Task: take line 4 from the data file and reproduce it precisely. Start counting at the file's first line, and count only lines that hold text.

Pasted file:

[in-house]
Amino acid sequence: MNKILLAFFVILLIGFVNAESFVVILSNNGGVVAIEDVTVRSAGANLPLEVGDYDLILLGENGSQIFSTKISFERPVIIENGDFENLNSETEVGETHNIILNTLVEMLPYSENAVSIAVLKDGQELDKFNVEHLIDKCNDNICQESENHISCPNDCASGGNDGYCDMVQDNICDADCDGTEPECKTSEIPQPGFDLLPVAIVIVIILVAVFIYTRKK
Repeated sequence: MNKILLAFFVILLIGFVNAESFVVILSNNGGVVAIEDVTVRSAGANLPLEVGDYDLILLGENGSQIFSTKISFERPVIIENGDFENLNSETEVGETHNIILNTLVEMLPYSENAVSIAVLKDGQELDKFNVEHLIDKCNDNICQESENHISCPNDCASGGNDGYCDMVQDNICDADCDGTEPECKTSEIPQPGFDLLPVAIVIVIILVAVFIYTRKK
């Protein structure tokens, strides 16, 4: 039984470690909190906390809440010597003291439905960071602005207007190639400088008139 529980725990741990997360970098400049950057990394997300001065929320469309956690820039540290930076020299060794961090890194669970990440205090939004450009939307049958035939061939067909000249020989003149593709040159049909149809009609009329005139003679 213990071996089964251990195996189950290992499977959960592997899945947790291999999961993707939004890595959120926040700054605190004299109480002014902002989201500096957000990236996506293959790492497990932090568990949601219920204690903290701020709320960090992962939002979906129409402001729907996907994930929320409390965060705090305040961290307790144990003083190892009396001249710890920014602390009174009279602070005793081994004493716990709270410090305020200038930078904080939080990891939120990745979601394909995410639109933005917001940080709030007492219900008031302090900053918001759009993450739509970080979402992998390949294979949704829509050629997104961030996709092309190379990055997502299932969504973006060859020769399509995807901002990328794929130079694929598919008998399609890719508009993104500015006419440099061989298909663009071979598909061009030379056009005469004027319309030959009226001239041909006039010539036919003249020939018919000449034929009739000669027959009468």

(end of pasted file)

């Protein structure tokens, strides 16, 4: 039984470690909190906390809440010597003291439905960071602005207007190639400088008139 529980725990741990997360970098400049950057990394997300001065929320469309956690820039540290930076020299060794961090890194669970990440205090939004450009939307049958035939061939067909000249020989003149593709040159049909149809009609009329005139003679 213990071996089964251990195996189950290992499977959960592997899945947790291999999961993707939004890595959120926040700054605190004299109480002014902002989201500096957000990236996506293959790492497990932090568990949601219920204690903290701020709320960090992962939002979906129409402001729907996907994930929320409390965060705090305040961290307790144990003083190892009396001249710890920014602390009174009279602070005793081994004493716990709270410090305020200038930078904080939080990891939120990745979601394909995410639109933005917001940080709030007492219900008031302090900053918001759009993450739509970080979402992998390949294979949704829509050629997104961030996709092309190379990055997502299932969504973006060859020769399509995807901002990328794929130079694929598919008998399609890719508009993104500015006419440099061989298909663009071979598909061009030379056009005469004027319309030959009226001239041909006039010539036919003249020939018919000449034929009739000669027959009468």